alogue number 12-9236, clone 1B7; eBioscience, San Diego, CA), Alexa
Figure 1. Epithelialcelladhesion
and T1a-delineated subpopu-
lations of adult human distal
lung cells. (A) A representative
FACS dot plot shows the ex-
pression of EpCAM and T1a in
a live and single-cell–gated
CD45-negative fraction from
normal lung tissue. The dot
plot is a representation of the
results from 40 patients. (B)
cence images of cells isolated
from normal lung tissues. (C)
An electron micrograph of an
EpCAMhi/T1a2cell. ATII, alve-
olar epithelial Type II; ATI, alve-
olar epithelial Type I; pan-CK,
pan-cytokeratin; pro-SP-C, pro-
aquaporin 5; CCSP, Clara cell–
specific protein. Scale bars: B,
20 mm; C, 2 mm.
Fujino, Kubo, Ota, et al.: Isolation of Human Alveolar Cellular Components423
Fluor 647–conjugated anti-human T1a antibody (catalogue number
337008, clone NC-08; Biolegend, San Diego, CA), and FITC-conjugated
anti-human VE-cadherin antibody (catalogue number 560411, clone 55-
7H1; BD Pharmingen, San Diego, CA). To discriminate between live and
dead cells, we used 7-amino actinomycin D (catalogue number 00-6993;
eBioscience). We sorted live and single-cell–gated subpopulations, based
on their staining patterns with EpCAM, T1a, and VE-cadherin, using
a FACS Aria II Cell Sorter and FACS Diva, version 6.1 (BD Biosciences,
San Jose, CA). FACS analyses were performed using the FlowJo software
package (Tree Star, Ashland, OR).
Immunofluorescence Staining and Immunohistochemistry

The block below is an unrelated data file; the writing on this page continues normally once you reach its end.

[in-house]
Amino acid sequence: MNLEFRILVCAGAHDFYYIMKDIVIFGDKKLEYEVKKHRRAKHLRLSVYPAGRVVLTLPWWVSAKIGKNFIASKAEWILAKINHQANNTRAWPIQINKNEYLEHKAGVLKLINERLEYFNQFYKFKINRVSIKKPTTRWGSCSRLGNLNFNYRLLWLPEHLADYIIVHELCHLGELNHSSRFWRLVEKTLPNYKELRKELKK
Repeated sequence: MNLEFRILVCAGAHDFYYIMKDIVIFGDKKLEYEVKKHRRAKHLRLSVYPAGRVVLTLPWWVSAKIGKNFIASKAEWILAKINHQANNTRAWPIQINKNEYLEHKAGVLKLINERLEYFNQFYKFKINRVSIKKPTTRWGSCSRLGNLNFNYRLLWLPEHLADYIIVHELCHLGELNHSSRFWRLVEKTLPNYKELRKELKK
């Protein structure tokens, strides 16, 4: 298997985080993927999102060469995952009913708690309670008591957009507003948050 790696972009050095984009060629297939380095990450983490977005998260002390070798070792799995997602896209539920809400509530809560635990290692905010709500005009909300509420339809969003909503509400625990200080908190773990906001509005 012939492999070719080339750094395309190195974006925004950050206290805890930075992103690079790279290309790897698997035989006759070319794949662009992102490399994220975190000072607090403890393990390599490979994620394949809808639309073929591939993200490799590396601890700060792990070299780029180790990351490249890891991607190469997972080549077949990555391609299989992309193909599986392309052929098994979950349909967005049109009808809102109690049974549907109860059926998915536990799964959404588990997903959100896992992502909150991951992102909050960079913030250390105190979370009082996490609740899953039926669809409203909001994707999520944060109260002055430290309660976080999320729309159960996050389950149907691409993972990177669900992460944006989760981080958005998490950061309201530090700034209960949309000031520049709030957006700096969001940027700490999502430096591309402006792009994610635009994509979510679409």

For immunofluorescence staining, the cytospun cells or cultured cells
were fixed with 4% paraformaldehyde, blocked, and permeabilized.
We stained samples with primary antibodies, as shown in Table E1 in
taken using the Nikon C2 system (Nikon, Tokyo, Japan).
Electron Microscopy Analysis
Electron microscopy analysis was performed as previously described
Isolation of ATII Cells According to a
ATII cells were isolated from lung cell suspensions using a density-
gradient method, as previously reported (14).
Culture of Alveolar Epithelial Type II Cells Isolated
from Human Lungs
Sorted EpCAMhi/T1a2cells were plated on collagen I–coated culture
slides (Thermo Fisher Scientific, Waltham, MA) with a SAGM Bullet-
kit (Lonza, Basel, Switzerland) containing 1% FBS, as previously de-
scribed, with some modifications (15).
Culture of Microvascular Endothelial and Mesenchymal Cells
Isolated from Human Lungs
Sorted VE-cadherin1and VE-cadherin2cells were plated on fibronectin-